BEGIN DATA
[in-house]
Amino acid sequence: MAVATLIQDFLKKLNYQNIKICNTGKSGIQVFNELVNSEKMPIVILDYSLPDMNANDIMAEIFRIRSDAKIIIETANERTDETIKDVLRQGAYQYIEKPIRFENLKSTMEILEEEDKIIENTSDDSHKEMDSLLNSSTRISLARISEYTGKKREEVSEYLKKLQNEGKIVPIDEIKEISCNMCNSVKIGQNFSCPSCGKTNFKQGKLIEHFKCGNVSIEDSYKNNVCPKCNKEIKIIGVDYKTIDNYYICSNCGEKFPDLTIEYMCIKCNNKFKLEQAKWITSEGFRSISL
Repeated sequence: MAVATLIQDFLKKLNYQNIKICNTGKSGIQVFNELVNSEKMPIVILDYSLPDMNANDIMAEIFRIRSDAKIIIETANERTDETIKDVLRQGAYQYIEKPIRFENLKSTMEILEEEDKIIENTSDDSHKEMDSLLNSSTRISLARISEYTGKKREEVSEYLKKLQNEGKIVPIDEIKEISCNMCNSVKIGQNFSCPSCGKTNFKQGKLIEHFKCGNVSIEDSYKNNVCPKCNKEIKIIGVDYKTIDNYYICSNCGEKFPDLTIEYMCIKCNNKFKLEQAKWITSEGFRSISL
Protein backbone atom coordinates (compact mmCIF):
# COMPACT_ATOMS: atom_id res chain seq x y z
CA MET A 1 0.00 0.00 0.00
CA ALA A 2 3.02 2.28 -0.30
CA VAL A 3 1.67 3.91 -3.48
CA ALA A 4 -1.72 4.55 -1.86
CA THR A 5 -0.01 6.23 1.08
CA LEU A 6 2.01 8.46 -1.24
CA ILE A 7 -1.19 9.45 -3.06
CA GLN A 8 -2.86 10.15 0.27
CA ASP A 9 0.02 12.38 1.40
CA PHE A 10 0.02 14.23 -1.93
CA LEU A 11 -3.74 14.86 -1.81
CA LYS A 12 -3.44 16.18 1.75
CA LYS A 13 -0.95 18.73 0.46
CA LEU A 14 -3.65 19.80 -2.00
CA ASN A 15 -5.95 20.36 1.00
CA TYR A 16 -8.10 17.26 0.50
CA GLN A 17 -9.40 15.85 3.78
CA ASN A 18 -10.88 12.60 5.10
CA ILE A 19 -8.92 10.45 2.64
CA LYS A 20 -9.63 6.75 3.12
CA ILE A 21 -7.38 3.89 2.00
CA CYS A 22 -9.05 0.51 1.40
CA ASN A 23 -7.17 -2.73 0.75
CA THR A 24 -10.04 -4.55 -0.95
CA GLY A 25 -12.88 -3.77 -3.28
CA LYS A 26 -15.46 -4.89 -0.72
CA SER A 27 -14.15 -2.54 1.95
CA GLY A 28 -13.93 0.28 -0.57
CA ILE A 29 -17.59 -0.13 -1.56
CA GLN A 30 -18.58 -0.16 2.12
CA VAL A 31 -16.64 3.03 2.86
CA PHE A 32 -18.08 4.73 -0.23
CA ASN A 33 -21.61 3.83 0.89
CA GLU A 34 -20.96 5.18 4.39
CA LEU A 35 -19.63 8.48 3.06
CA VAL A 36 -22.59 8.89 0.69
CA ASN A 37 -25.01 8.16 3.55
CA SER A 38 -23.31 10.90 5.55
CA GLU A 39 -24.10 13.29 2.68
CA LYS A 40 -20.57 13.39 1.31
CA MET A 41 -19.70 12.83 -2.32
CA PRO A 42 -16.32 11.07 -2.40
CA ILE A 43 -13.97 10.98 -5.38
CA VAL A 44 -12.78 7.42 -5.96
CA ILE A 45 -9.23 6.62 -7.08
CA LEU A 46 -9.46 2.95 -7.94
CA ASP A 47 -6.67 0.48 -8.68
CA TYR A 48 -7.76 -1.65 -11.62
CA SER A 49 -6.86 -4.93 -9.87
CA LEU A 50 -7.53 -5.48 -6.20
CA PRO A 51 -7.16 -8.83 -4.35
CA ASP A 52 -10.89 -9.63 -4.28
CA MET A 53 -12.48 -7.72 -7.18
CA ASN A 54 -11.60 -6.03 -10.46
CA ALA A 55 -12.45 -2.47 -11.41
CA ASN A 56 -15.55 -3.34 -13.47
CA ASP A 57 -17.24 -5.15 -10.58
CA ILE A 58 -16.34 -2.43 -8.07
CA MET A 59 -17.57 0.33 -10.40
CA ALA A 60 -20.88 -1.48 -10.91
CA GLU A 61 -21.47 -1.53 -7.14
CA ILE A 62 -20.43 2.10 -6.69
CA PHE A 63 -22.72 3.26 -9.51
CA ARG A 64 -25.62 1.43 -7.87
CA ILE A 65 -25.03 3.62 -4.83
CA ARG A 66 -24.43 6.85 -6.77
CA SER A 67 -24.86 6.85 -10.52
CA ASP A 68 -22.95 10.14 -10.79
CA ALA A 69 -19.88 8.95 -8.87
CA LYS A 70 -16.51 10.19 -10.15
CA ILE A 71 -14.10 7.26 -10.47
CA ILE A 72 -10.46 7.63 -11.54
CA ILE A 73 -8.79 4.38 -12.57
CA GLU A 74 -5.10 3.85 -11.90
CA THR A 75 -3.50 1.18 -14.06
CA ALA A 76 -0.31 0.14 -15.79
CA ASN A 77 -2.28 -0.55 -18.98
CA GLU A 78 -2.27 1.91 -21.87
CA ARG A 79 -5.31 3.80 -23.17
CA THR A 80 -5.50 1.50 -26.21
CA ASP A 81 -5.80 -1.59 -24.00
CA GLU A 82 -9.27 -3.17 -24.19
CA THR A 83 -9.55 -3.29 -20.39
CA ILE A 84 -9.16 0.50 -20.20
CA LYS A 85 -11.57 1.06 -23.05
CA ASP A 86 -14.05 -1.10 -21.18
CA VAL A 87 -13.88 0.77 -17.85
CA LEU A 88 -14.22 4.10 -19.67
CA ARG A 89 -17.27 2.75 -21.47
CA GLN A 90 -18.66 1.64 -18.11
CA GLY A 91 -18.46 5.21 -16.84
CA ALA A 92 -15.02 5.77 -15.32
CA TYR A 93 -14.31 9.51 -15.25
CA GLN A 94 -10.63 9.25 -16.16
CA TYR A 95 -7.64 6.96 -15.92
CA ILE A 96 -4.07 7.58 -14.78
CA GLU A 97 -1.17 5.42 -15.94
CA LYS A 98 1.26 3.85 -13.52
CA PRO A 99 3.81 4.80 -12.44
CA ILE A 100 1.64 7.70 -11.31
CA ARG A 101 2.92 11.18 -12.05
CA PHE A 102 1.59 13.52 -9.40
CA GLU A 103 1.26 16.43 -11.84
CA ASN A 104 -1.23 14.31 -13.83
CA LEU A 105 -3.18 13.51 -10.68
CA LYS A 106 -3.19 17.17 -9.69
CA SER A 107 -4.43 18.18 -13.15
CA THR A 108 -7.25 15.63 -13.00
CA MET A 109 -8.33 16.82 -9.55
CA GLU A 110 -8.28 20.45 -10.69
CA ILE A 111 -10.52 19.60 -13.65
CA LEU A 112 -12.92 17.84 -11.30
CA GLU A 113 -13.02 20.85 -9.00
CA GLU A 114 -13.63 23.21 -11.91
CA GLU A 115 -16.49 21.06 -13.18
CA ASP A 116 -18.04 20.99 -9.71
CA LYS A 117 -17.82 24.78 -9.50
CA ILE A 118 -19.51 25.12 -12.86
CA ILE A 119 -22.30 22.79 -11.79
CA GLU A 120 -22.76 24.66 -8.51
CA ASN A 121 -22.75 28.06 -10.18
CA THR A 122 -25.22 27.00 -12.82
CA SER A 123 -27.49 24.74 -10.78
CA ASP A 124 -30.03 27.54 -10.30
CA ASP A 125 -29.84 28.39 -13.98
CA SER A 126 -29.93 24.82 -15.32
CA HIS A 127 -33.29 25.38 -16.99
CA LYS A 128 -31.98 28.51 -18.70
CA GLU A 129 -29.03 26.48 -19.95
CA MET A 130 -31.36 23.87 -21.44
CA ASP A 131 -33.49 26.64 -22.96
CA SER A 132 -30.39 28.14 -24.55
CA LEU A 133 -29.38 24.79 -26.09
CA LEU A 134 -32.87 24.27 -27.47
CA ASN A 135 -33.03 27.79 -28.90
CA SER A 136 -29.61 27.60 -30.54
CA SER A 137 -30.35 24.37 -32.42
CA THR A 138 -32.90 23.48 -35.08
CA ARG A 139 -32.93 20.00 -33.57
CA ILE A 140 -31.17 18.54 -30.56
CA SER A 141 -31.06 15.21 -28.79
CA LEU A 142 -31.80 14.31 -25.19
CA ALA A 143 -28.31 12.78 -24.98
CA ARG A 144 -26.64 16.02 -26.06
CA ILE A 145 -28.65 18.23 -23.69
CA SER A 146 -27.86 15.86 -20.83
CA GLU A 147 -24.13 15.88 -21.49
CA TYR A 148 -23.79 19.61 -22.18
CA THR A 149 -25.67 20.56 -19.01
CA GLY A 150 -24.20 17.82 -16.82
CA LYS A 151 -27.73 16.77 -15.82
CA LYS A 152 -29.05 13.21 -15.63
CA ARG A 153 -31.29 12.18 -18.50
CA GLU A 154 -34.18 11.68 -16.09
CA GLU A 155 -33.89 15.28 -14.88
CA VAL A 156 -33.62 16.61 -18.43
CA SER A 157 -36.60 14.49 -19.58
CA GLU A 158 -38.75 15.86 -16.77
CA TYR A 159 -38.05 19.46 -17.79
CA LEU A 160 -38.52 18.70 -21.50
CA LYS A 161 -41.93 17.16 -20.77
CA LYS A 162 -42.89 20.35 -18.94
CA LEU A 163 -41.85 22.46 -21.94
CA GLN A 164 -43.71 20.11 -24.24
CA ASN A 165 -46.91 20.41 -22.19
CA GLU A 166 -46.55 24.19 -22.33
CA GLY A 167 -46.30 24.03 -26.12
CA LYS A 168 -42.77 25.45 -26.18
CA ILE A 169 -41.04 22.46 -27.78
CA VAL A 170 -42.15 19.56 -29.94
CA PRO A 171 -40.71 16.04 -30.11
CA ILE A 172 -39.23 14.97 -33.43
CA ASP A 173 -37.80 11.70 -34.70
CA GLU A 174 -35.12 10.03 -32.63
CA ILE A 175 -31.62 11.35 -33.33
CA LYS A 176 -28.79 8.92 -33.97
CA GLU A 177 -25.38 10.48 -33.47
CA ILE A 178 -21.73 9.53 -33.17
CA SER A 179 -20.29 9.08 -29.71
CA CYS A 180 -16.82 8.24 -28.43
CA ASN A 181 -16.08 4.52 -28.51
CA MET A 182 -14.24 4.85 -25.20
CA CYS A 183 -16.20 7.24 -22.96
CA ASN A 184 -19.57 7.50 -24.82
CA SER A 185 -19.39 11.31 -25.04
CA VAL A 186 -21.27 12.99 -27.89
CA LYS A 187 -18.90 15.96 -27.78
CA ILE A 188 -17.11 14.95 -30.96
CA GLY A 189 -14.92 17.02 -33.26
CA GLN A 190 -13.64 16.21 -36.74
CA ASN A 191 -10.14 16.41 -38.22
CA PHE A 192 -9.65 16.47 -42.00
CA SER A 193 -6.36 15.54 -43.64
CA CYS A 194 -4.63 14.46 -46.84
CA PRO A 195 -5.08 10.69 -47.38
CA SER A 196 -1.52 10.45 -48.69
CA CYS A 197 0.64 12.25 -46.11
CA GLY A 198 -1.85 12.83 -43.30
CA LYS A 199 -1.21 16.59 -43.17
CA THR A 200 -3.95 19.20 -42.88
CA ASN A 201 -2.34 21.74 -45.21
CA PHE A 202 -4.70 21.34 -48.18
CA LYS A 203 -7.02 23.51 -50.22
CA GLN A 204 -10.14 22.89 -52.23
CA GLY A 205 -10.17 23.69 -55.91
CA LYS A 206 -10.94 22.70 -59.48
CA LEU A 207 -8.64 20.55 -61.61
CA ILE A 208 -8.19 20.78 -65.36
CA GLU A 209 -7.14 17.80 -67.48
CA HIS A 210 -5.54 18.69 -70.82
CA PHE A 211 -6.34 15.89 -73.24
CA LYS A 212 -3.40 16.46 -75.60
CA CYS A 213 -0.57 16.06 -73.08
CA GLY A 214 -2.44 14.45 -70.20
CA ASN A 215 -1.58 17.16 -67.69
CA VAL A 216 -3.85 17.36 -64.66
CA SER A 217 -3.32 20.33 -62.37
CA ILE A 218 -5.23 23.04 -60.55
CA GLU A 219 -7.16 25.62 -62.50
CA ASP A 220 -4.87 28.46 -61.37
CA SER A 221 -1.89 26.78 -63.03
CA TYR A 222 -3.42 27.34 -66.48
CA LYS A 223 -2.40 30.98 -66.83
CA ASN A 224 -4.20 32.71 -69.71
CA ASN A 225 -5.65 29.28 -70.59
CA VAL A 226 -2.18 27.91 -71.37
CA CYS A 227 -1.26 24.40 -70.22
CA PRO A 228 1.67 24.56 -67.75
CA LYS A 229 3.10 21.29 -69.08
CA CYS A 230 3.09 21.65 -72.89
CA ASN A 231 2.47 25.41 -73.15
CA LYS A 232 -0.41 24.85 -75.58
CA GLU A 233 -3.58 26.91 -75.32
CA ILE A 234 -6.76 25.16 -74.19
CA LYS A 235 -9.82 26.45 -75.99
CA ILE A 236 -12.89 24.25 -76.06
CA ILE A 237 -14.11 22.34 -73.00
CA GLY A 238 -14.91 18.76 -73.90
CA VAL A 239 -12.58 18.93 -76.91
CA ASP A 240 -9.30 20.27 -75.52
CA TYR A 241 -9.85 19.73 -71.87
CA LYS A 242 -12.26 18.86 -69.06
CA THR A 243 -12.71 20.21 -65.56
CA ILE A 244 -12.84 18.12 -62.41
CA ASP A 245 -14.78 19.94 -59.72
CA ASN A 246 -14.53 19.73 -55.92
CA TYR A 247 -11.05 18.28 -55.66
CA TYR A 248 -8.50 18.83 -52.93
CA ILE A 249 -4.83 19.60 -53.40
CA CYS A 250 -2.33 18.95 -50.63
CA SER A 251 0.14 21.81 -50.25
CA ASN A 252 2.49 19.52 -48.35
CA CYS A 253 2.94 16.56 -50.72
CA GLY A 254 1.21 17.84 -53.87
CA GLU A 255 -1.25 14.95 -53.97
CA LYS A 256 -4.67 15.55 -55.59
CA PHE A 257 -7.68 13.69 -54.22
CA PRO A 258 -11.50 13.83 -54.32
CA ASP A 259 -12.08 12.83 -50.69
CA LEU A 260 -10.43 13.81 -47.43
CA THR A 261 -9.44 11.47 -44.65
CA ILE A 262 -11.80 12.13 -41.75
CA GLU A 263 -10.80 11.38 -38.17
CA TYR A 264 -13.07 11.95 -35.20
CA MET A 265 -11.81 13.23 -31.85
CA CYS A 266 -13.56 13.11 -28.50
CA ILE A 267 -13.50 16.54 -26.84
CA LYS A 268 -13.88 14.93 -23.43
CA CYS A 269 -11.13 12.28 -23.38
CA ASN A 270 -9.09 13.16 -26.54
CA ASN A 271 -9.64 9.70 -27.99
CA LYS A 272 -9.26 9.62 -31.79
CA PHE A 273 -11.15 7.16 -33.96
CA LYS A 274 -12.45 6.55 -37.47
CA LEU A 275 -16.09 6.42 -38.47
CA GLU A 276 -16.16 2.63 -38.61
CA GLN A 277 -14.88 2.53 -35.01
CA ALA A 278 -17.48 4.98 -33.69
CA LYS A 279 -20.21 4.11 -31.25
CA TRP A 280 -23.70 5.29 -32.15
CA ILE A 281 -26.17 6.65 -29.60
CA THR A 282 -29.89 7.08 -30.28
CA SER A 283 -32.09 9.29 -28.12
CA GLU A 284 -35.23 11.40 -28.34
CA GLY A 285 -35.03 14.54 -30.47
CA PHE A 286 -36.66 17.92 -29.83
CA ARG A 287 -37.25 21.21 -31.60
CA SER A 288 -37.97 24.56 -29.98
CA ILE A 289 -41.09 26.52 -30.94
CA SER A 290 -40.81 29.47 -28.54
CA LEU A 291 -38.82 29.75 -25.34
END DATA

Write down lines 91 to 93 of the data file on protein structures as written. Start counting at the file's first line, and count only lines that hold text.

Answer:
CA ASP A 86 -14.05 -1.10 -21.18
CA VAL A 87 -13.88 0.77 -17.85
CA LEU A 88 -14.22 4.10 -19.67